How to Create a Batch File to Automatically Delete Temp Files (with Pictures)

A computer with screen displaying batch file. How to create a batch file, how to delete temp files (%TEMP%) automatically

To reclaim disk space on your Windows computer, you can eliminate temporary files stored in the %TEMP% folder by creating a batch file.

These files (%TEMP%), generated by various programs, become unnecessary once the programs are closed.

Although you can manually delete them, the process is often tedious and time-consuming.

A more efficient approach is to craft a batch file script that automates the deletion of temporary files.

Note: The batch file script provided herein was only been tested on Windows 10. And it worked. It does not carry any malware; therefor, it is safe to use—but at your own risk.

What is a Batch File?

A batch file (or bat file) is a type of script file that contains a series of commands or instructions to be executed by a command-line interpreter or shell.

Batch files are commonly used in Windows, DOS and OS/2 operating systems to:

  • automate tasks,
  • run programs, or
  • perform operations without user intervention.

How Batch Files Work

A batch file is a plain text file that has a .bat or .cmd extension. The file name can be anything, as long as it ends with one of these extensions.

The commands or instructions inside the batch file are usually written in the same syntax as the command-line interpreter or shell that will execute them.

For example, in Windows, the default command-line interpreter is cmd.exe, which uses the same commands as the MS-DOS Prompt.

In OS/2, the default command-line interpreter is cmd.exe, which uses the same commands as the OS/2 Prompt.

When a batch file is run, the command-line interpreter or shell reads the file line by line.

And executes each command or instruction as if it were typed manually by the user.

Some batch files may use special commands or constructs that are specific to batch files and provide basic programming functionality, such as:

  • variables,
  • conditional statements,
  • loops,
  • labels, and
  • subroutines.

These commands or constructs allow the batch file to perform more complex tasks, such as user input, output redirection, error handling, branching, and looping.

For example:

  • The set command:- to create or modify variables that store values or strings.
  • The if command:- to execute different commands based on a condition.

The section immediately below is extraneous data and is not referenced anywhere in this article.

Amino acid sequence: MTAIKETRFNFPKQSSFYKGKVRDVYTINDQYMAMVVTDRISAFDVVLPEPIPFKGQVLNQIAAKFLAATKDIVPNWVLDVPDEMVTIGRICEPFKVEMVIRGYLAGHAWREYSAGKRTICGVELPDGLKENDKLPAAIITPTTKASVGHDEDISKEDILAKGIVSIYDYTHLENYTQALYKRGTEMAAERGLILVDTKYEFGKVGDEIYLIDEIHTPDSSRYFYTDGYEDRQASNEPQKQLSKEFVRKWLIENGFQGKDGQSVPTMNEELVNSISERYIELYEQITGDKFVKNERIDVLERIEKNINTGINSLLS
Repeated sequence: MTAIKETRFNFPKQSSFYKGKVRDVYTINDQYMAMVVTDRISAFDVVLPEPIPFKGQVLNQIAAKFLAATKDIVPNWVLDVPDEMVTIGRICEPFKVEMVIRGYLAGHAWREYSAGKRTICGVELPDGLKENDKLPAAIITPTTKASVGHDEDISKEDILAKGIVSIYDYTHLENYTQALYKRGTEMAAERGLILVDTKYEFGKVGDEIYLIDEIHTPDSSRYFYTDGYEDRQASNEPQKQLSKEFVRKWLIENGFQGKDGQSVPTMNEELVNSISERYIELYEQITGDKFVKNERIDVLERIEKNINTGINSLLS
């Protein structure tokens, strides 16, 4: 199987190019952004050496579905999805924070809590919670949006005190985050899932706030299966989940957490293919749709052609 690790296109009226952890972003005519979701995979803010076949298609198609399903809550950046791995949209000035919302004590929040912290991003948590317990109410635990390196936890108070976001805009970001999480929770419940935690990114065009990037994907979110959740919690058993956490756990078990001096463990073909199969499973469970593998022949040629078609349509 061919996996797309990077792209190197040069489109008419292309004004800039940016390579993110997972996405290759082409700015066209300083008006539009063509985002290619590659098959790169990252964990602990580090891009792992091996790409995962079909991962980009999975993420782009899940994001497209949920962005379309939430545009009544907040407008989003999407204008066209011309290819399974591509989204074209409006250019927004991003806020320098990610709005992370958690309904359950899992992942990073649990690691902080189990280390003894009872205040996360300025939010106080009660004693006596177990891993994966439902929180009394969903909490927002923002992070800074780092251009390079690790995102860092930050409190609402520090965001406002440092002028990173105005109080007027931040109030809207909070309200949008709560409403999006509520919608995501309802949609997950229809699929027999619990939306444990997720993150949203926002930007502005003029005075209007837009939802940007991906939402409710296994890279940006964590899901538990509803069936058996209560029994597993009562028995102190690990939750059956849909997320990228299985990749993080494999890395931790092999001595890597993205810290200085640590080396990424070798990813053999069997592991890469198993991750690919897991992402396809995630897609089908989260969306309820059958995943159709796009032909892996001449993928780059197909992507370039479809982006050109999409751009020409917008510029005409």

• The for command:- to iterate over a set of items or files.
  • The goto command:- to jump to a specific label within the batch file.
  • The call command:- to invoke another batch file as a subroutine.

How to Create and Run Batch Files

To create a batch file, you need a text editor that can save files in plain text format, such as Notepad.

You can use any text editor you prefer, but some text editors may have features that make writing batch files easier, such as syntax highlighting, auto-completion, or error checking.

To write a batch file, enter the commands or instructions that you want to execute in the order that you want them to run.

You can also use special commands or constructs that are specific to batch files, such as variables, conditional statements, loops, labels, and subroutines.

To add notes or explanations to your batch file, start a line with the rem command or a double colon (::).

To save a batch file, give it a name that ends with .bat or .cmd extension and choose a location where you want to store it. Use descriptive names that indicate what the batch file does.


Here is how to create a batch file to automatically delete temp files (older than 5 days) weekly:

Step 1: Open Notepad

Open Notepad by pressing Windows + R keys, typing Notepad and hitting Enter.

Step 2: Copy Code in the Notepad

Copy and paste the following code into Notepad:

This batch file uses the forfiles command to delete files older than 5 days in the %TEMP% folder. You can change the number of days to whatever you want.

The /s switch makes it search the subdirectories as well.

The /m *.* switch specifies that all files should be deleted.

The /d -5 switch specifies that files older than 5 days should be deleted.

The /c "cmd /c del @path" switch specifies the command to execute for each file found.

Step 3: Save the file with .bat extension

Save this code in a text editor with a .bat extension, e.g. Clean.bat or DelTemp.bat, etc.

Select “All Files” as file type and UTF-8 encoding, then click save.

Here is the path to the bat file that I’ve created:

C:\Users\user\Documents\Clean.bat

Important!

Skip step 4 if you want to schedule the process to take place automatically.